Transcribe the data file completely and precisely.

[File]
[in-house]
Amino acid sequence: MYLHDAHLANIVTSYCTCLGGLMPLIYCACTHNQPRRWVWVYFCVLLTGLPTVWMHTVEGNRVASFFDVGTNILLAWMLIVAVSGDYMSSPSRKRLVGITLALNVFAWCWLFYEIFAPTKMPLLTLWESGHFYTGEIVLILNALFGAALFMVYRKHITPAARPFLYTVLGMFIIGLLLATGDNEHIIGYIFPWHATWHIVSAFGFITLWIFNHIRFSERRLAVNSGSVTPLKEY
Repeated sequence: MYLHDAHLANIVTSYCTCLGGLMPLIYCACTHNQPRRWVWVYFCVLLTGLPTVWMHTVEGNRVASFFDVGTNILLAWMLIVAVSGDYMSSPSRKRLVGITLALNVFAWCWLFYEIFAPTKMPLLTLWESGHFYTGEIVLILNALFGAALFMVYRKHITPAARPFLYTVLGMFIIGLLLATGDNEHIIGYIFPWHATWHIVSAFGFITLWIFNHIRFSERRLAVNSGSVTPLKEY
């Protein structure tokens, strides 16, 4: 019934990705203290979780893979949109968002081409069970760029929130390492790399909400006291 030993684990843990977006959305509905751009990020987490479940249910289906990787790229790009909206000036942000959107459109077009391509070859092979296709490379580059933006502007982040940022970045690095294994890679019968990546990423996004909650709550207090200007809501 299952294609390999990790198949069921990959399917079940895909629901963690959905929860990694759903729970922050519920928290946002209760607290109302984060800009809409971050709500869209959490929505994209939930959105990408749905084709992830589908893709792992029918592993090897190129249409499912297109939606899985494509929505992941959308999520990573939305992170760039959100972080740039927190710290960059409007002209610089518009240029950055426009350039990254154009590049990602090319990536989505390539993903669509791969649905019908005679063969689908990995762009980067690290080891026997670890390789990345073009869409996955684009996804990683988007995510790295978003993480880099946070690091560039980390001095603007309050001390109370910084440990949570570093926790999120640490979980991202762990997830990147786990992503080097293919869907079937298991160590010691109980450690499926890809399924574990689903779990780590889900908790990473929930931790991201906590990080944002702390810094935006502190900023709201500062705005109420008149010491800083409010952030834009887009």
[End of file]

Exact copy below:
[in-house]
Amino acid sequence: MYLHDAHLANIVTSYCTCLGGLMPLIYCACTHNQPRRWVWVYFCVLLTGLPTVWMHTVEGNRVASFFDVGTNILLAWMLIVAVSGDYMSSPSRKRLVGITLALNVFAWCWLFYEIFAPTKMPLLTLWESGHFYTGEIVLILNALFGAALFMVYRKHITPAARPFLYTVLGMFIIGLLLATGDNEHIIGYIFPWHATWHIVSAFGFITLWIFNHIRFSERRLAVNSGSVTPLKEY
Repeated sequence: MYLHDAHLANIVTSYCTCLGGLMPLIYCACTHNQPRRWVWVYFCVLLTGLPTVWMHTVEGNRVASFFDVGTNILLAWMLIVAVSGDYMSSPSRKRLVGITLALNVFAWCWLFYEIFAPTKMPLLTLWESGHFYTGEIVLILNALFGAALFMVYRKHITPAARPFLYTVLGMFIIGLLLATGDNEHIIGYIFPWHATWHIVSAFGFITLWIFNHIRFSERRLAVNSGSVTPLKEY
């Protein structure tokens, strides 16, 4: 019934990705203290979780893979949109968002081409069970760029929130390492790399909400006291 030993684990843990977006959305509905751009990020987490479940249910289906990787790229790009909206000036942000959107459109077009391509070859092979296709490379580059933006502007982040940022970045690095294994890679019968990546990423996004909650709550207090200007809501 299952294609390999990790198949069921990959399917079940895909629901963690959905929860990694759903729970922050519920928290946002209760607290109302984060800009809409971050709500869209959490929505994209939930959105990408749905084709992830589908893709792992029918592993090897190129249409499912297109939606899985494509929505992941959308999520990573939305992170760039959100972080740039927190710290960059409007002209610089518009240029950055426009350039990254154009590049990602090319990536989505390539993903669509791969649905019908005679063969689908990995762009980067690290080891026997670890390789990345073009869409996955684009996804990683988007995510790295978003993480880099946070690091560039980390001095603007309050001390109370910084440990949570570093926790999120640490979980991202762990997830990147786990992503080097293919869907079937298991160590010691109980450690499926890809399924574990689903779990780590889900908790990473929930931790991201906590990080944002702390810094935006502190900023709201500062705005109420008149010491800083409010952030834009887009």